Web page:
I ventured out, without much direction. I knew I wanted to be brave enough to order food from a street vendor with my broken Spanish, and I knew I wanted to go to Mercado Coyoacán. I stopped at the street stand a block from my house-finally after a week here-and surveyed what they had. It’s always crowded, which is a very good sign.
People were standing on the street eating away. They made tortillas on the spot, and were also making tortas. They had several meats, several salsas, lettuce, crema (better than our sour cream in the US, not sour), queso and onions. I got a quesadilla pollo with everything on it. While the two women cooked on a big steel plate over a gas burner, I talked to them and their children as much as I could in Spanish.
The little boy was sitting in an umbrella stroller and holding his mouth with a kleenex speckled in blood. He’d obviously just lost a tooth, and when I looked over, I saw the tiny thing in his big sister’s hand. I said, “pobrecito!” and tried to say congratulations (felicidades) but I couldn’t remember, so I said “bienvenido,” and the madres helped me out, correcting me kindly. He was acting stoic, but also pitiful, and kept showing his sister the blood. I asked if it was the first tooth he’d lost, but they said it was his third. They were over it, and the mamas kept rolling their eyes and smiling at me. Abuela was also there, asking me questions and smiling.
The big sister, I ascertained in Spanish, was 14, and the other girl was 15. They were acting teenagerish, like bored BFFs teens do in the summer, sitting on the little plastic stools in the street next to the taco cart, teasing the little boy mercilessly, and being exactly like every 14/15 year old I’ve ever known. The boy had just finished Kindergarten, or whatever they call it in Mexico, I don’t know. We connected immediately, but he wouldn’t talk to me, he told his sister what to say, and she told me.
I asked him if he liked school in Spanish. He was too shy. His big sister answered for him, and her mama and friend’s mama kept telling her to in Spanish to practice her English with me. Apparently the teenagers have an hour of English a day at school, and their Mamas were insisting they try. They didn’t speak a word of English with me the entire time, waving away the request with embarrassed faces. But they were fascinated by me, and kept talking with me. I told them I am a teacher of 5-6 year old students in US. I gave up saying Oregon days ago unless the person speaks any English. I say Norte California, and everyone knows what I mean. I told the mamas that I, too, have a 14 year old daughter. I smiled at them as if to say, “I GET YOU, ladies.” They were just trying to work, had kids out of school, and now the grunions are mucking up the works while they try to serve the lunch crowd.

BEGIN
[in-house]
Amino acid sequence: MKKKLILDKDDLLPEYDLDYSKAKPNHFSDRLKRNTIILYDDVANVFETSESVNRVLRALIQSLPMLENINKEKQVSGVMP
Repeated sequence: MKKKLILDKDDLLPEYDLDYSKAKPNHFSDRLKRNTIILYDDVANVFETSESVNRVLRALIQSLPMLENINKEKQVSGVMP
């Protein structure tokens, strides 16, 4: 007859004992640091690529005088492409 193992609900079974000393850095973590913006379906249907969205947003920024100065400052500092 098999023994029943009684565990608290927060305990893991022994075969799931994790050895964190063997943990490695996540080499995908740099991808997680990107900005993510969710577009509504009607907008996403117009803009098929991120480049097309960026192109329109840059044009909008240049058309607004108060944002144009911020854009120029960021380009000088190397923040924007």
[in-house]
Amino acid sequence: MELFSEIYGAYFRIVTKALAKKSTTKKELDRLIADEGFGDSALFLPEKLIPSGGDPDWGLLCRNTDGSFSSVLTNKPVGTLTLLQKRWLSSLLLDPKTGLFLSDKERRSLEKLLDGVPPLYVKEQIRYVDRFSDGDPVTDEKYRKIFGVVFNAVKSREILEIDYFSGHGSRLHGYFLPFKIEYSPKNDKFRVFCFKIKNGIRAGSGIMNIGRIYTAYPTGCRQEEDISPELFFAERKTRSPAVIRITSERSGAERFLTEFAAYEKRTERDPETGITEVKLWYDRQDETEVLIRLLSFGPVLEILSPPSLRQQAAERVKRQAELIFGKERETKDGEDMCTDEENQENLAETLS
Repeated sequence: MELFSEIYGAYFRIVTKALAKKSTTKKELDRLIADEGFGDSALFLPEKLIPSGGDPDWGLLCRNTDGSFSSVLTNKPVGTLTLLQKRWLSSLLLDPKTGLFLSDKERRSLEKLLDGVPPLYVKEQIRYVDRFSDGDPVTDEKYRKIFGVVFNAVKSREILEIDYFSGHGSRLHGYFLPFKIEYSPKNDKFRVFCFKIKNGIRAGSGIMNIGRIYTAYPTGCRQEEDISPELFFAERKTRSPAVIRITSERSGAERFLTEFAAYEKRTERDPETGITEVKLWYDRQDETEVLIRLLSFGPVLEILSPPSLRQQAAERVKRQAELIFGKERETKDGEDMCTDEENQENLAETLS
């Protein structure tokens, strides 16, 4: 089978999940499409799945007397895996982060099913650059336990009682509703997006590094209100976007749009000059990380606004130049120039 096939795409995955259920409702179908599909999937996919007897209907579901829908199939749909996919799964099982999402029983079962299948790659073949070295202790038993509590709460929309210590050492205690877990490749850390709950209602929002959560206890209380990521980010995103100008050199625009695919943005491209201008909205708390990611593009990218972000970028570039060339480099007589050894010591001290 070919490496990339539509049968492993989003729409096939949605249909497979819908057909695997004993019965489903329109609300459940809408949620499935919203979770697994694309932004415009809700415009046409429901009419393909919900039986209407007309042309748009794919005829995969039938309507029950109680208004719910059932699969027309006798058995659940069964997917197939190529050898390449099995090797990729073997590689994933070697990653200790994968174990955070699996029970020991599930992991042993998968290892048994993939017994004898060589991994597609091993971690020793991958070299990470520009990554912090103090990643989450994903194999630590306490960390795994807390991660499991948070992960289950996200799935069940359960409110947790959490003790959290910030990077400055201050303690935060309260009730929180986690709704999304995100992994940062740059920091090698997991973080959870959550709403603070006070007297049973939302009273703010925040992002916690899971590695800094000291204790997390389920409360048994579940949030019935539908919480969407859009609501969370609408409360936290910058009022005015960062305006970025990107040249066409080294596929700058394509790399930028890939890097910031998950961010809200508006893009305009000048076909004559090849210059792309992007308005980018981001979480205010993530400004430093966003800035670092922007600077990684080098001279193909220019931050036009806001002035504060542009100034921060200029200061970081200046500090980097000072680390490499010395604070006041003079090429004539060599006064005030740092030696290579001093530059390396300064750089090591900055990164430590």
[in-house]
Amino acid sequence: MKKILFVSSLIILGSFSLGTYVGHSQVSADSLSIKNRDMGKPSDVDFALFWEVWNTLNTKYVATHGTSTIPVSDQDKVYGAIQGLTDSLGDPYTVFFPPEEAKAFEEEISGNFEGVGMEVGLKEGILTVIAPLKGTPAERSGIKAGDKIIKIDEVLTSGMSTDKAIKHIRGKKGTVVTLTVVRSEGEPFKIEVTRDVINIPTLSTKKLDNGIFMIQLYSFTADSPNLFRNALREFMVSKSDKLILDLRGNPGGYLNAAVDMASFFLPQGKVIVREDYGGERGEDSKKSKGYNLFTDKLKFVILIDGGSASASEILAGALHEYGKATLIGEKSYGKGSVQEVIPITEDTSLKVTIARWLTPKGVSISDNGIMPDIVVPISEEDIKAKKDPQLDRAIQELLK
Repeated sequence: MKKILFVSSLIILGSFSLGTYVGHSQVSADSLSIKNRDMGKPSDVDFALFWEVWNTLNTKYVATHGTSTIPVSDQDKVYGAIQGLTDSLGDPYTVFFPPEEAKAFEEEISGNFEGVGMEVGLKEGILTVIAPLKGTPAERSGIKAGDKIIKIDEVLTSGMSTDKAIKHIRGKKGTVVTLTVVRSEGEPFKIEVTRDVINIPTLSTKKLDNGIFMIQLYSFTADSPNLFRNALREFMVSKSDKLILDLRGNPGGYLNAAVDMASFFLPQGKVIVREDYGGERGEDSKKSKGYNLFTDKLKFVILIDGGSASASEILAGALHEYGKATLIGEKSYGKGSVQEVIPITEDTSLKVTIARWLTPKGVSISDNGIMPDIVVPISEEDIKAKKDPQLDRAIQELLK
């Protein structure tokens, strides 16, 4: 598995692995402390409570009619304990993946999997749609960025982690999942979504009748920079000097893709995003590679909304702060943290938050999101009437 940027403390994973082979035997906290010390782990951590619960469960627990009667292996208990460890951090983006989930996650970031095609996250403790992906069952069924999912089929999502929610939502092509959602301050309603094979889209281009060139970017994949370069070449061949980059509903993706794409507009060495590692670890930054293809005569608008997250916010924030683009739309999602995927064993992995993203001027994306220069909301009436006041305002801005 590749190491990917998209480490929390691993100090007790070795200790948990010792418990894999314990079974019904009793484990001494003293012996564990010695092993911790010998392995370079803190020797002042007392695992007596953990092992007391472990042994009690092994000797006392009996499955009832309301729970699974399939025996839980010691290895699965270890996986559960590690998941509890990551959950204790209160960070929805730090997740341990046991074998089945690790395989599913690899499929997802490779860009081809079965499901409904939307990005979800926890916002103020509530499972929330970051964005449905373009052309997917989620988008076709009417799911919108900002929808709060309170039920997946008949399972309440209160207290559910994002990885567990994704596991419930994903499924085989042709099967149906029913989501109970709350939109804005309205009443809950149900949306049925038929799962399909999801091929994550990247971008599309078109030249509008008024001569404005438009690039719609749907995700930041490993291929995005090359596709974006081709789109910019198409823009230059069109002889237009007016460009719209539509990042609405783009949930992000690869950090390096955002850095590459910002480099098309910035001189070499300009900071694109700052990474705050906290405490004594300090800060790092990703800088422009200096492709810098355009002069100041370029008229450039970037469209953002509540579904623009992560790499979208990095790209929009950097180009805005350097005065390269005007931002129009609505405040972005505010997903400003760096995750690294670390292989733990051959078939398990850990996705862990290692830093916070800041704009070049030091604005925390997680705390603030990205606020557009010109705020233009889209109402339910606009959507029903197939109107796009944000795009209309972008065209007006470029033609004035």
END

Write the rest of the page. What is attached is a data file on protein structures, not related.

I wanted to ask if they had a tooth fairy in Mexico, but even using translator, I had no idea if that would come across at all, so I didn’t attempt it.
I love connecting with real people, about real things, in real time. This was a truly great experience and made me really happy.
I came home after buying gifts for people at home at the market, and hung out for a few hours with another resident here at my house, Paulina from Paris. We just finally met today, but she’s been here a year. She’s Socrate the Cat’s mama. We had a great chat about all kinds of things. Another young traveler the same age as Piper, and also a film student and critic. She’s been here studying film and making film, and goes back to Paris the same day I go back to the US. Tomorrow she’s going to be my tour guide in the Zocalo and the Chapultepec Park.
When you’re ready to be open, dear reader, connections are everywhere.
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